For the truth of it we have only to appeal to the experience of everyone: (a) True love to another makes us kind to his imperfections, charitable toward his faults, and often blind even to the existence of faults. We would not see the imperfections of those whom we love; and our attachment for what we esteem their real excellencies, makes us insensible to their errors. (b) If we love them we are ready to cover over their faults, even those which we may see in them. Of love the Christian poet says:

“Tis gentle, delicate, and kind,

To faults compassionate or blind. (Barnes' Notes on the Bible)

Genesis 9:18, 19, 20, 21, 22, 23, 24, 25, 26, 27 gives us a beautiful illustration of this principle. Noah got drunk and shamefully uncovered himself. His son Ham saw his father’s shame and told the matter to the family. In loving concern, Ham’s two brothers covered their father and his shame. It should not be too difficult for us to cover the sins of others, for after all, Jesus Christ died that our sins might be washed away.

John MacArthur - It is the nature of true spiritual love, whether from God to man or Christian to Christian, to cover sins (cf. Romans 5:8). This teaching does not preclude the discipline of a sinning, unrepentant church member (cf. Mt18:15, 16, 17, 18; 1Cor 5:1ff). It means specifically that a Christian should overlook sins against him if possible, and always be ready to forgive insults and unkindnesses." (MacArthur, J.: The MacArthur Study Bible Nashville: Word)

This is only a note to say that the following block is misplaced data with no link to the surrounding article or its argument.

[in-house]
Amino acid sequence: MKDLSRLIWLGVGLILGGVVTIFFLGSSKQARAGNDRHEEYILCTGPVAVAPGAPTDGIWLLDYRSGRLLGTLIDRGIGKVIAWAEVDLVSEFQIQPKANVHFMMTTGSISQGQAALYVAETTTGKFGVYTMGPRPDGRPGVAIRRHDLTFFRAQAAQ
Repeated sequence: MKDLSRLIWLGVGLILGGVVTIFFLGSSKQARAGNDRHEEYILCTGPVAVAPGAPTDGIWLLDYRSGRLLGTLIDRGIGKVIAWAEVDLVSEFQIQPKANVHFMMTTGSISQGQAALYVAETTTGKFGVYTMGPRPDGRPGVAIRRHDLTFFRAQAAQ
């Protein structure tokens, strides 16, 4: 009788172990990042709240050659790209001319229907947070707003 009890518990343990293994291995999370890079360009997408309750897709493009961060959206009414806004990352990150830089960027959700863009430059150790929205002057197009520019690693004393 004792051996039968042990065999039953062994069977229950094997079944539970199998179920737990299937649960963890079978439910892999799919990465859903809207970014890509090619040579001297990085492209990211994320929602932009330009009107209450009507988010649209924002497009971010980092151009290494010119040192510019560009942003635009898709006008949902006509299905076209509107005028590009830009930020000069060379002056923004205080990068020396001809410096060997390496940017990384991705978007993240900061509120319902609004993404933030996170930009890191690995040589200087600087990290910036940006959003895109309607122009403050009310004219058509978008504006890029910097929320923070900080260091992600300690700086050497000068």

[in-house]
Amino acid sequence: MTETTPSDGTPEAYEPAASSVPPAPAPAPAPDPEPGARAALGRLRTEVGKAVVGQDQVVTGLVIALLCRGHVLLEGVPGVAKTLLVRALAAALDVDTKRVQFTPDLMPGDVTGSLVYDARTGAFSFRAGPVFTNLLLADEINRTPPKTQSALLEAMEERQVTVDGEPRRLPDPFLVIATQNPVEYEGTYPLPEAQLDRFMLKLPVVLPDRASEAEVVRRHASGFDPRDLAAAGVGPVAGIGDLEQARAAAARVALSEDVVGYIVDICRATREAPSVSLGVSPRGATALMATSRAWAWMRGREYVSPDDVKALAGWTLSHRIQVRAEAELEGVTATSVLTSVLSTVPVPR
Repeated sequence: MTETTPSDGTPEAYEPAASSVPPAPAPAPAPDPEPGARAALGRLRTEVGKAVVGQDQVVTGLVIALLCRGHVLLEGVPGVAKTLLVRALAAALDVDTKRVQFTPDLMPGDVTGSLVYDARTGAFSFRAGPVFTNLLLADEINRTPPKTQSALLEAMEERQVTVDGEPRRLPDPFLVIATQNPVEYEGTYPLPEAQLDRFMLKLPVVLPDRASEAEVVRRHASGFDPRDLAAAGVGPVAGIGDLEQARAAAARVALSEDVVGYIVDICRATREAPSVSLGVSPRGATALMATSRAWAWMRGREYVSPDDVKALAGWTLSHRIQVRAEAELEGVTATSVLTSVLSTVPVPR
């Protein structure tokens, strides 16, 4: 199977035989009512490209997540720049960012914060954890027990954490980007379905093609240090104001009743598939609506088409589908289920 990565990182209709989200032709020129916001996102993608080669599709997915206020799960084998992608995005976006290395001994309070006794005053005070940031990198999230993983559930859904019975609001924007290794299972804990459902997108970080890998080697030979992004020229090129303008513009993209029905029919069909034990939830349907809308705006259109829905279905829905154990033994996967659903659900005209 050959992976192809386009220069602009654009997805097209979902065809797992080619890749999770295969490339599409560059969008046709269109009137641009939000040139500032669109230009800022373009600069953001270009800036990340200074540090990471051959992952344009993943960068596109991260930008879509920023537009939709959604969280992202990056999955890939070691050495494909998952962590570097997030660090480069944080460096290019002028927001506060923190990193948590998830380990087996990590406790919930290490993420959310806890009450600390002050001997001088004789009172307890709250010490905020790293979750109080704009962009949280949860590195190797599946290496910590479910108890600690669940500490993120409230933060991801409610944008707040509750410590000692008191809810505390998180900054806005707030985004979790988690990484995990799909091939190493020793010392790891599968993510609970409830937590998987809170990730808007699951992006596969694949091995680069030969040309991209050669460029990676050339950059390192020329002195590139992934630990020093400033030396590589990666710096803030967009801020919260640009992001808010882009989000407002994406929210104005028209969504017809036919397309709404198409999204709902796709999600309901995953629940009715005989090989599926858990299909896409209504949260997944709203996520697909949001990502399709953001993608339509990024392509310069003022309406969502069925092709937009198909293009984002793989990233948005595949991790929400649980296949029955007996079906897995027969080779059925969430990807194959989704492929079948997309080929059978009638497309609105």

John Piper writes that "our love needs to be the kind that covers each others sins. In other words the focus is on the effect of love that enables fellowship in spite of sins. Isn't that remarkable?… Peter is saying that bona fide, authentic love and fellowship is based, in part, on the covering of many sins. This is not sweeping things under the rug. It's not endorsing keeping skeletons in the closet. It's not renouncing church discipline. It's saying at least this -- probably more: When we've done all the confrontation -- when we've done all the argumentation and exhortation -- we cover it. Whatever side we are on we cover it; we give it up; we bury it as a cause of murmuring. (Read the full message)

William Barclay -- It may mean that our love can overlook many sins. "Love covers all offences," says Pr 10:12. If we love a person, it is easy to forgive. It is not that love is blind, but that it loves a person just as he is. Love makes patience easy. It is much easier to be patient with our own children than with the children of strangers. If we really love our fellow-men, we can accept their faults, and bear with their foolishness, and even endure their unkindness. Love indeed can cover a multitude of sins. (Daily Study Bible)

1 Peter 4:9 Be hospitable to one another without complaint. (NASB: Lockman)

Greek: philoxenoi eis allelous aneu goggusmou;